We do take compositional direction from that vernacular. What it comes down to for me, again, is the compositional elements. How do we bring it into today with small decisions? How do we finish the space between the edge of the window and the facade, or what does the brick sill look like? Very simple, small things that add up to a different, renewed aesthetic.

Architectural precedents in Oklahoma City. Image credit: Common Works Architects

To draw a comparison to fashion, I’m not the kind of person who can afford really flashy, super-cool suits. So I wear basic, internet-bought suits, and I dress that up with small, curated choices—I’m very careful about my accessories.

That’s my same approach architecturally: What are the little things we can add that are cheap and easy to execute from a contracting side? What can survive the value engineering process? If we start off a project with loud, sculptural moves, cutting costs for those elements will significantly affect outcomes if the budget gets tight. But if we skip those moves altogether and instead concentrate on things that are easily accomplishable, it’s not a major problem even if the budget gets hit.

Common Works Architects's Red House. Image credit: Sarah Strunk

Although it’s a term that often gets used in the negative sense, I do think we could be described as exterior decorators. I know most architects don’t want to be seen as a decorator, but sometimes that’s what we’re doing: We’re decorating the box. The formal aspects of our buildings are extremely simple—a rectangle extruded up—and then it’s all about composition and curation of the facade.

Some local architects criticize us for this, but I wear it as a badge of honor, almost. I tend to skip a lot of the more academic discussions about architecture and focus on very concrete, material aspects of a project.

New Saigon, a Common Works Architects multifamily residential project in Oklahoma City. Image credit: Common Works Architecture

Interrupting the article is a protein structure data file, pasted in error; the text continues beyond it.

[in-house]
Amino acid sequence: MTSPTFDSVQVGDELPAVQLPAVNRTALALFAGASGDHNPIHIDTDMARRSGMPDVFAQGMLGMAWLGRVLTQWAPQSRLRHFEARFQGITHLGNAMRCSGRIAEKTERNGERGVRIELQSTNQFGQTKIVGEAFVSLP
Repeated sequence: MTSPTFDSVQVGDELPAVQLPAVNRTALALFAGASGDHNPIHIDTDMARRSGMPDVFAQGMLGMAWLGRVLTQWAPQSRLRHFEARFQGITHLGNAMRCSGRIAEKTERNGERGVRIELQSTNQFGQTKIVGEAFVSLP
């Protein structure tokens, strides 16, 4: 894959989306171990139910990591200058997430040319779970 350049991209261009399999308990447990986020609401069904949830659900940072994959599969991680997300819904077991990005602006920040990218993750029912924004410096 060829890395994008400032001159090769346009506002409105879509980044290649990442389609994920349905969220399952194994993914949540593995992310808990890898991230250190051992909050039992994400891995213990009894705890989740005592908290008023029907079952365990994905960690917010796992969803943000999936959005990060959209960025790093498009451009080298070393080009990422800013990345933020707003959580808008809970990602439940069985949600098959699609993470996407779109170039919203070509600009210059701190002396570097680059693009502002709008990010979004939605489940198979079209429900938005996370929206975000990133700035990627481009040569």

Anne Rieselbach: In New York, there’s a constant push to get architects involved with community boards, with city government. What led you to get involved with the planning commission very early in your career? What gains or complexities did that entail?

Highsmith: Well, if anything, it’s probably hurt my business. I don’t think being on the planning commission is the place to go to get new projects. It’s like being a judge in a case, right? Somebody’s losing on every decision, or at least they feel like they’re losing.

But I’m very passionate about zoning issues. I think zoning is the modern civil rights issue. There’s a great book called The Color of Law by Richard Rothstein—it was my Bible in the planning commission. There’s a reason why the U.S. ended up with economic zoning [after the Fair Housing Act was passed in 1968]: It was the second choice after strict racial zoning was banned. When you zone things economically, it’s a social sorting mechanism, right? Poor people don’t live next to each other because that was their desire—that is the outcome of a system.

To answer the part about even being on the planning commission in the first place, I think that in a small town in the Midwest it’s easier for average people to find their way into those types of institutions. I had literally never even met my council person, but when I heard that the planning commissioner for my ward was resigning, I just called up my councilwoman and said, “Hey, can I come bother you for a quick coffee meeting?” And I showed up at her office and said, “I want to be your commissioner. I care about these issues, and I think I’d do a good job.” And that was it.

Wesseler: And in your design work, you’re trying to deal with urban issues on a much more granular scale, demonstrating alternatives to business-as-usual development—is that a fair statement?